Road Test: Kia Sorento KX-2 Manual
Sector: Large SUV Price: £31,995 Fuel: 46.3mpg CO2: 161g/km
Recent brand evolution may have overshadowed it, but the Sorento was a game-changer for Kia when it launched in 2002. Launched when the brand was perhaps best known for budget compact cars, the first generation showed it could make a credible large SUV with genuine towing ability, yet also offering value for money.
Ultimately its rugged body-on-frame construction made it most popular with caravan owners rather than those wanting any form of real luxury, but as crossovers and SUVs have become core products in recent years, so the Kia flagship has moved forward. And the Sorento is still pushing boundaries.
Generation three launched in April and, in its first six months, recorded a 60% uplift in sales with 55% taking the top KX-3 and KX-4 trim levels – almost twice their share of its predecessor’s volume. Given that those two cost £36,000 and £41,000 respectively, it’s a sign that Kia can still offer strong value for money without only catering for the smaller segments, and it’s reaching new customers as a result.
It’s also the first Sorento completely designed under Peter Schreyer. Only slightly smaller than a BMW X5, it’s longer, wider, lower and curvier than its predecessor and uses a new longer-wheelbase platform. In turn, the first and third rows get slightly more headroom, and there’s a little extra legroom for those in the middle row.
Or, with the third row folded flat, there’s a flat-bottomed 605 litres of boot space loaded to the rear bench – 90 litres more than in the old car, and accessed via a slightly lower load lip. The extra wheelbase length means it’s easier to get into the rearmost seats, which are big enough for adults without leaving them feeling like they’ve been stuffed into the boot. It’s very versatile.
KX-2 versions get 18-inch wheels which look tiny wrapped in large tyres. But ride quality is excellent on all surfaces and there’s barely any road noise, the seats offer armchair-like comfort front and rear, and a leather-faced interior is included too. Material quality is generally good, and the switchgear is high quality and logically laid out – aside from the non-symmetrical bank of seat heating and cooling switches, which are a niggling oversight.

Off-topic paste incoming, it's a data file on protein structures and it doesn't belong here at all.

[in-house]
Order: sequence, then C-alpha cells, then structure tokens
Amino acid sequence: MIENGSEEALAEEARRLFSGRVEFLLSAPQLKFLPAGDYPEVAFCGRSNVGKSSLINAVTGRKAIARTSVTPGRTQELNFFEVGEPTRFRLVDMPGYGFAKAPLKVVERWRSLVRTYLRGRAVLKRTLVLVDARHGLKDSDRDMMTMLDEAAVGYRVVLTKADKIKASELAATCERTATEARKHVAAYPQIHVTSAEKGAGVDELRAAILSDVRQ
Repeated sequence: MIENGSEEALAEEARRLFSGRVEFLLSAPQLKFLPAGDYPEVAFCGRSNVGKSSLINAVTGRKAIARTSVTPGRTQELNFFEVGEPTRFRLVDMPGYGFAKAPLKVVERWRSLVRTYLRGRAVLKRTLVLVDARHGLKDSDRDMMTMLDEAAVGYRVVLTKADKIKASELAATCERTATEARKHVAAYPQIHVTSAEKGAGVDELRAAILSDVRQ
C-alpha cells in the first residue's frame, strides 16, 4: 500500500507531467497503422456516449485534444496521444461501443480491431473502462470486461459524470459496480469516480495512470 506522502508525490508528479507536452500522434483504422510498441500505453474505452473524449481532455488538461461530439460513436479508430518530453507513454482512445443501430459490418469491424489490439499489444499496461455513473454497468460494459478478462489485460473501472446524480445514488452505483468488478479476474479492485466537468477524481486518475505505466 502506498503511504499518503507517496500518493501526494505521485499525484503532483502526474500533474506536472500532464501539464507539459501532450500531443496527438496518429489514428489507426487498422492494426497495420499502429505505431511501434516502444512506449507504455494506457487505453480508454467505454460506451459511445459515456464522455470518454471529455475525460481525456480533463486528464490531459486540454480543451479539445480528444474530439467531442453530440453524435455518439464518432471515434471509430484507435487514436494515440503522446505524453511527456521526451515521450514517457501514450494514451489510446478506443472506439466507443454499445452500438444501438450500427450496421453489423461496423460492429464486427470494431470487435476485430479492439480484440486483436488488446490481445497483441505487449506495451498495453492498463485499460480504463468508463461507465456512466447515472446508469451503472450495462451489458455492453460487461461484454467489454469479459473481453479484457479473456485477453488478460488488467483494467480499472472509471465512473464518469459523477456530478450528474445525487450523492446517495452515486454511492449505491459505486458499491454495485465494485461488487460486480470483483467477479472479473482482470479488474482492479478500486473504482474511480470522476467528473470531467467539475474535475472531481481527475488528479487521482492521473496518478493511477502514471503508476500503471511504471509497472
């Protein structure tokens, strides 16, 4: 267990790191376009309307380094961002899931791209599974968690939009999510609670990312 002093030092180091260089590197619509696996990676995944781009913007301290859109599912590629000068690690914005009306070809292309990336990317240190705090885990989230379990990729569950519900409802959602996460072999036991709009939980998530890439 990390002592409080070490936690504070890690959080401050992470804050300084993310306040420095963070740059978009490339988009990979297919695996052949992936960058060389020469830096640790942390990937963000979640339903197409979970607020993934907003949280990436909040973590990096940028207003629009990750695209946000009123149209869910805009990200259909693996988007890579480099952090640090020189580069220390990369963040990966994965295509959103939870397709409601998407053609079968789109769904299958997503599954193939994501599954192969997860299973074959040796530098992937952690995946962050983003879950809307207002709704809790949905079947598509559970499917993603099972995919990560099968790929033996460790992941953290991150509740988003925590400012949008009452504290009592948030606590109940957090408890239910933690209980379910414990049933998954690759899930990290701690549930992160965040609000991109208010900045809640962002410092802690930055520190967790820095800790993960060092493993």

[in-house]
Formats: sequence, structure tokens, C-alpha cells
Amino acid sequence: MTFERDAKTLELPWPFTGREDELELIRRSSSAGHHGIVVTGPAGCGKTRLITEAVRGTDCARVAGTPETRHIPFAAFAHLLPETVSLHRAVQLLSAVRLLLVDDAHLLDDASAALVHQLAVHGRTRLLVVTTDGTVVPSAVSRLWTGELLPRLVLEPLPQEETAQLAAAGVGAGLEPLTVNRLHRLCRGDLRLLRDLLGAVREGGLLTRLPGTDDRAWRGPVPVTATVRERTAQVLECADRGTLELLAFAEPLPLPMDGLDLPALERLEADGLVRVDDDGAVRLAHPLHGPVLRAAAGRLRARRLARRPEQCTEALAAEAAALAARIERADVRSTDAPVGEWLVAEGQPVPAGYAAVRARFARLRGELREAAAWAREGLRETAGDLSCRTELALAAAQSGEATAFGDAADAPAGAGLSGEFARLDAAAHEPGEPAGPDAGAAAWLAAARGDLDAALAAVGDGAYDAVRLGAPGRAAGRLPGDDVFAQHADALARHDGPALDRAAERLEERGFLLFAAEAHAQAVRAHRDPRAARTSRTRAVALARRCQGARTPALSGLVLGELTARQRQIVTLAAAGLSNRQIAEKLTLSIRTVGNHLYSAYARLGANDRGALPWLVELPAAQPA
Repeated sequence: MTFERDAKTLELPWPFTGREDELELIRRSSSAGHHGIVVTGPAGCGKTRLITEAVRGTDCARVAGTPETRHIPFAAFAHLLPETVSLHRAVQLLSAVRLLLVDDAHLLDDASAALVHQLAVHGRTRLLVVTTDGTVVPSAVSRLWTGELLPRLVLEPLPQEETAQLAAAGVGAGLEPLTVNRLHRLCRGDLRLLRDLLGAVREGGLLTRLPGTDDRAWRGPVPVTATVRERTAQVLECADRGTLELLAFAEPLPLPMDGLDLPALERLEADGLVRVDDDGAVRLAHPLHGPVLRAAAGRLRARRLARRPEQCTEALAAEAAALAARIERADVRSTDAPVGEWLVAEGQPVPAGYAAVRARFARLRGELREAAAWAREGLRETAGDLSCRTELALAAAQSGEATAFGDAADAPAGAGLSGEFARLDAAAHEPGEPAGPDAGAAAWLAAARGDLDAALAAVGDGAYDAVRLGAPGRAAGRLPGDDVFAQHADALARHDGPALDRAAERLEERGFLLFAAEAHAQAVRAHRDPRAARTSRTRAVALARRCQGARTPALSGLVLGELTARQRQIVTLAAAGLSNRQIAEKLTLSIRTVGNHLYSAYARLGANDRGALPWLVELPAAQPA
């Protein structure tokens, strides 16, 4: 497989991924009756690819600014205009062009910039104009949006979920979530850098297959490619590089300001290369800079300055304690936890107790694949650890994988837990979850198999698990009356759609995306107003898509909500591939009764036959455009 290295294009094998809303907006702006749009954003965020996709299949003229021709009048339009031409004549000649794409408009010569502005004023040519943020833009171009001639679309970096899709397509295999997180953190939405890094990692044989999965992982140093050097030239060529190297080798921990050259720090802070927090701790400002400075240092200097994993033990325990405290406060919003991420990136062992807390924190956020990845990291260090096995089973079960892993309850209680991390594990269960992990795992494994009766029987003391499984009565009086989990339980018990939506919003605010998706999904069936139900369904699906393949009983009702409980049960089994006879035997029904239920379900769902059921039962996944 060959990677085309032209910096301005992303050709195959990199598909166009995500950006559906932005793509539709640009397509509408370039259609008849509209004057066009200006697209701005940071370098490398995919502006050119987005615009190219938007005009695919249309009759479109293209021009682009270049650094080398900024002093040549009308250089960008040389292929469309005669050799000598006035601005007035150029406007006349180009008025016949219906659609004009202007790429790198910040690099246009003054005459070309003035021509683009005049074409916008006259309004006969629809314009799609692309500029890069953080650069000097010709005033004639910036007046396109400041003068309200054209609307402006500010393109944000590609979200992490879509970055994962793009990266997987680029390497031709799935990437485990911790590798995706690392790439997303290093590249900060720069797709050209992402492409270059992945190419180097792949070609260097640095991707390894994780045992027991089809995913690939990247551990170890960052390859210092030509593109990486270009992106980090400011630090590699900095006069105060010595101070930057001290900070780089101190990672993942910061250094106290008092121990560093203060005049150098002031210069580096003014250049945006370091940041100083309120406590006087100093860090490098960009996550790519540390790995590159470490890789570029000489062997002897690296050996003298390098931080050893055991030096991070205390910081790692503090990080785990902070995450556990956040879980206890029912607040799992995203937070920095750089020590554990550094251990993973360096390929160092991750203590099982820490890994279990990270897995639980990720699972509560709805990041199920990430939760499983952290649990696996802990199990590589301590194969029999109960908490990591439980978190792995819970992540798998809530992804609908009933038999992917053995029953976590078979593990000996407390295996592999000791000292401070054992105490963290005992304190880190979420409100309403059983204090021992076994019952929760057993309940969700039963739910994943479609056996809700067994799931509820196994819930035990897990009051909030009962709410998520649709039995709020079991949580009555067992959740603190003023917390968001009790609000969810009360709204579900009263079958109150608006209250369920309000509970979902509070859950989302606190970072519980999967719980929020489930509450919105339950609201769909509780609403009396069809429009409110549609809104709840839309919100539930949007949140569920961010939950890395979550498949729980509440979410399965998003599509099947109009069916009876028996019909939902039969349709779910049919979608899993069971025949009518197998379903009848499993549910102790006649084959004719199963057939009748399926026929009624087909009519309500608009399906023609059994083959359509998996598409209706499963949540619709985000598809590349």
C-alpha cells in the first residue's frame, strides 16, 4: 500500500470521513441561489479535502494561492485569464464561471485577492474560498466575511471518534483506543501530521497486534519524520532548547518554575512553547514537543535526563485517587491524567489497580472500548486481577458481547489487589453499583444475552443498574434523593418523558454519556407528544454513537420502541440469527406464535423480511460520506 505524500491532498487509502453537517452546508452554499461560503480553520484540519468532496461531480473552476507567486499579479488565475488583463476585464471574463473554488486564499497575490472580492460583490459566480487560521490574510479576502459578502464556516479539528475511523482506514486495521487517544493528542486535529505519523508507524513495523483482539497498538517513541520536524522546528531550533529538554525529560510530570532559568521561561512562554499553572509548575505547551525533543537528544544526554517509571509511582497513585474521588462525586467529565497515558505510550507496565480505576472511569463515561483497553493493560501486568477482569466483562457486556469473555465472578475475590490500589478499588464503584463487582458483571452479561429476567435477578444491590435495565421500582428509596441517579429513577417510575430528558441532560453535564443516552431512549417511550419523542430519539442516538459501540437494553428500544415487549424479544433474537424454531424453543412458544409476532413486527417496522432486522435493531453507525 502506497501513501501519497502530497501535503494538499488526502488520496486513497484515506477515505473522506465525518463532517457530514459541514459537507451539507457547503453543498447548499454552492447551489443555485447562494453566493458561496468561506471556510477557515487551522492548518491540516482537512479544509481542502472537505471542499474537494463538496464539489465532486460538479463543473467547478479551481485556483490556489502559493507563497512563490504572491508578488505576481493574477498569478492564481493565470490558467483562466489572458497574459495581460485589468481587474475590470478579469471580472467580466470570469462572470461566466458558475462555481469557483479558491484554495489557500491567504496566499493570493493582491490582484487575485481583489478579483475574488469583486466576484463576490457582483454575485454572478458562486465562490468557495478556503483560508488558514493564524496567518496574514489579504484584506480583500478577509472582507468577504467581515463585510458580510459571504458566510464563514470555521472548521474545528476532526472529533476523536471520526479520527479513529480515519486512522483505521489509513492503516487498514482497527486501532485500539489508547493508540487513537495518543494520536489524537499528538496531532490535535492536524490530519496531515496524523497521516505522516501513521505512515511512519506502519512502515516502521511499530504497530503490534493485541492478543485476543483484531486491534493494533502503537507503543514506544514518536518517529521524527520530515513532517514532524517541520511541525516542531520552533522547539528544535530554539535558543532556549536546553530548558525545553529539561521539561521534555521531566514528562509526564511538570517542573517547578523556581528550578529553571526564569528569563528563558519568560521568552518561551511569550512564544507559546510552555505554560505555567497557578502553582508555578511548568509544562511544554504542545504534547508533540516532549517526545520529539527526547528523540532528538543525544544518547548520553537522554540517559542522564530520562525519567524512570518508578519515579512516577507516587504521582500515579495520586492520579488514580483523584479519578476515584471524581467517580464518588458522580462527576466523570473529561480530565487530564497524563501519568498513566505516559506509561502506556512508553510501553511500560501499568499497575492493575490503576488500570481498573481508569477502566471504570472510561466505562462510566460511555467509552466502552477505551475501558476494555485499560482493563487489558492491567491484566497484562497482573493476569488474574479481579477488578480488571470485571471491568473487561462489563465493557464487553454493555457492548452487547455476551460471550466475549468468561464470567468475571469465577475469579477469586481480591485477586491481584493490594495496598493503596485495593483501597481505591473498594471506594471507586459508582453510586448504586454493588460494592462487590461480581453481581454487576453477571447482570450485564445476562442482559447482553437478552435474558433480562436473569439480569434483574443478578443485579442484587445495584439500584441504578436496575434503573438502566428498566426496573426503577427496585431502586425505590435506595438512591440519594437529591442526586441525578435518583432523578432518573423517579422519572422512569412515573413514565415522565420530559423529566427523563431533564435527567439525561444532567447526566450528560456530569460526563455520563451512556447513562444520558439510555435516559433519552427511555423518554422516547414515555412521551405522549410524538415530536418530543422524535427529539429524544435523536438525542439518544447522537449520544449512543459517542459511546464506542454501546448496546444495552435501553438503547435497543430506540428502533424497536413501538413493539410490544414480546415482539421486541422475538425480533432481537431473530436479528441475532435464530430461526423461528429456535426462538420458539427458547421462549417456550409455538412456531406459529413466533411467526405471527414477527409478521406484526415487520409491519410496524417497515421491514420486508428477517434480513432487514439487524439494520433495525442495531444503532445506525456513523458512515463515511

British buyers get a slimmed-down engine range, limited to a 197bhp 2.2-litre diesel with four-wheel drive – the latter being the norm in this segment – and a choice of manual or automatic transmissions. The Sorento isn’t a straight-line performance car, but it feels brisk off the mark and refinement is up with premium-badge models, with fuel economy settling at around 40mpg on the motorway, as most driving is done without any power going to the rear wheels.
However, only the KX-1 gets the smallest 17-inch wheels, which means it’s also the only model to offer the headline 149g/km and 49.6mpg. KX-2 and KX-3 versions move to 18-inch wheels, resulting in CO2 emissions of 161g/km and 46.3mpg, which does blunt the value proposition slightly for fleets.
Regardless, it’s still hard to find this level of luxury and standard equipment at such an affordable price. That it’s now moved to a more European design, and retained the old car’s interior versatility makes the Sorento a bit of a luxury-class bargain, and every bit the brand game-changer that its predecessors were.
A strong value proposition, particularly in the growing KX-3 and KX-4 trims, but slightly offset in fleet by relatively high CO2 emissions. A two-wheel drive version might help grow the Sorento's fleet sales.